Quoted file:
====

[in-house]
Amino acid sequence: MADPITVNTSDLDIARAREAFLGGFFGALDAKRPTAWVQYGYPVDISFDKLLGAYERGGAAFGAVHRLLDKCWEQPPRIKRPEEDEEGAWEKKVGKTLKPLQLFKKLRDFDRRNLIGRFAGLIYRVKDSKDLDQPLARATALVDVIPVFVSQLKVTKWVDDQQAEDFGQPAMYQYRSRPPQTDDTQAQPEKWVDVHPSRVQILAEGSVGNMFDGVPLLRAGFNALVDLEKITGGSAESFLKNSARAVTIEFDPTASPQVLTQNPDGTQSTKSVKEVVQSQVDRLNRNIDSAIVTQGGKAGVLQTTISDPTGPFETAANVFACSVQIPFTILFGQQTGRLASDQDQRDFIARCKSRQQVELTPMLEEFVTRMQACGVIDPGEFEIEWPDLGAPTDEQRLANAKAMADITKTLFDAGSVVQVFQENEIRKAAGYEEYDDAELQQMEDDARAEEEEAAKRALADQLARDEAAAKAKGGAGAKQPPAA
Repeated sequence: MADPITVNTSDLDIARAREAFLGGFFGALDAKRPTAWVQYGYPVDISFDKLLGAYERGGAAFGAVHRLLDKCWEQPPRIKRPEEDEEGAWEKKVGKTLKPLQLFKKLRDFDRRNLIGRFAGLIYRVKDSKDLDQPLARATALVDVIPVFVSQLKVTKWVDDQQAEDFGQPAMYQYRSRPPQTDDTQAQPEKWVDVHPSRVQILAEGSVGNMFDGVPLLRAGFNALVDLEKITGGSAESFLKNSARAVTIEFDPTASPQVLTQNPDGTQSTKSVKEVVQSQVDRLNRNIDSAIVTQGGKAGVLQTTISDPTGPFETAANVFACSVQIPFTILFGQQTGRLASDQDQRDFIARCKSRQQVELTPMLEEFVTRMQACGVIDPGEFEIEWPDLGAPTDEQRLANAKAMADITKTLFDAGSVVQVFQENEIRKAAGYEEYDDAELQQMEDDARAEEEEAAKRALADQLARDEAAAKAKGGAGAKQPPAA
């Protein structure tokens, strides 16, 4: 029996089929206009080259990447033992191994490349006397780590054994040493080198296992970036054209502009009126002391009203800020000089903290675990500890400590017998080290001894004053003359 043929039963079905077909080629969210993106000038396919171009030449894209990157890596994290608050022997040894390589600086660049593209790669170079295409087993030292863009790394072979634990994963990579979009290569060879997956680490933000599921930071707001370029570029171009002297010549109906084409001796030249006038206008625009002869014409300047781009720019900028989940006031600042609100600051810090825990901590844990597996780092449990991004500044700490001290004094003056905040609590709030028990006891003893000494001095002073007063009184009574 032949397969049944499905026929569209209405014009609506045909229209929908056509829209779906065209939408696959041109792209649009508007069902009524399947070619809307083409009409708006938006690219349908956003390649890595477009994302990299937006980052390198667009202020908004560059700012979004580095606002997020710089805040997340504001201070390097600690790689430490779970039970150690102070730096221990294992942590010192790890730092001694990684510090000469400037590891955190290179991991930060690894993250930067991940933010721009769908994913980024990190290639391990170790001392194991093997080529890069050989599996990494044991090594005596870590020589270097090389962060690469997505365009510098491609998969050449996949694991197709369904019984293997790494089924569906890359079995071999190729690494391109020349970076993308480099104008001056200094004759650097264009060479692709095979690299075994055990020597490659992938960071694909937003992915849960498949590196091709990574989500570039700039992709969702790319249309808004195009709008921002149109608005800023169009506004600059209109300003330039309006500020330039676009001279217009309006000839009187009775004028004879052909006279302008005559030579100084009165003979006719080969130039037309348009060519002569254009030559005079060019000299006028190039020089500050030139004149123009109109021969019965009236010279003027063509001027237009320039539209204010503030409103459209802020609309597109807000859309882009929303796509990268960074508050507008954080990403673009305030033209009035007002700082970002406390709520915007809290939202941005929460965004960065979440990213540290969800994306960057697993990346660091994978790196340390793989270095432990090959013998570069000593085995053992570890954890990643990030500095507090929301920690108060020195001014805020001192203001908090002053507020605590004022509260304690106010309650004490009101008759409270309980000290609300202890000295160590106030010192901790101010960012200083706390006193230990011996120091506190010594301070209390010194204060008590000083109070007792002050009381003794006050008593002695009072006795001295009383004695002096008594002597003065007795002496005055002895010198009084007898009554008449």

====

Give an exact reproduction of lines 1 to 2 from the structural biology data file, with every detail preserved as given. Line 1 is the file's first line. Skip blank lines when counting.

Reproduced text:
[in-house]
Amino acid sequence: MADPITVNTSDLDIARAREAFLGGFFGALDAKRPTAWVQYGYPVDISFDKLLGAYERGGAAFGAVHRLLDKCWEQPPRIKRPEEDEEGAWEKKVGKTLKPLQLFKKLRDFDRRNLIGRFAGLIYRVKDSKDLDQPLARATALVDVIPVFVSQLKVTKWVDDQQAEDFGQPAMYQYRSRPPQTDDTQAQPEKWVDVHPSRVQILAEGSVGNMFDGVPLLRAGFNALVDLEKITGGSAESFLKNSARAVTIEFDPTASPQVLTQNPDGTQSTKSVKEVVQSQVDRLNRNIDSAIVTQGGKAGVLQTTISDPTGPFETAANVFACSVQIPFTILFGQQTGRLASDQDQRDFIARCKSRQQVELTPMLEEFVTRMQACGVIDPGEFEIEWPDLGAPTDEQRLANAKAMADITKTLFDAGSVVQVFQENEIRKAAGYEEYDDAELQQMEDDARAEEEEAAKRALADQLARDEAAAKAKGGAGAKQPPAA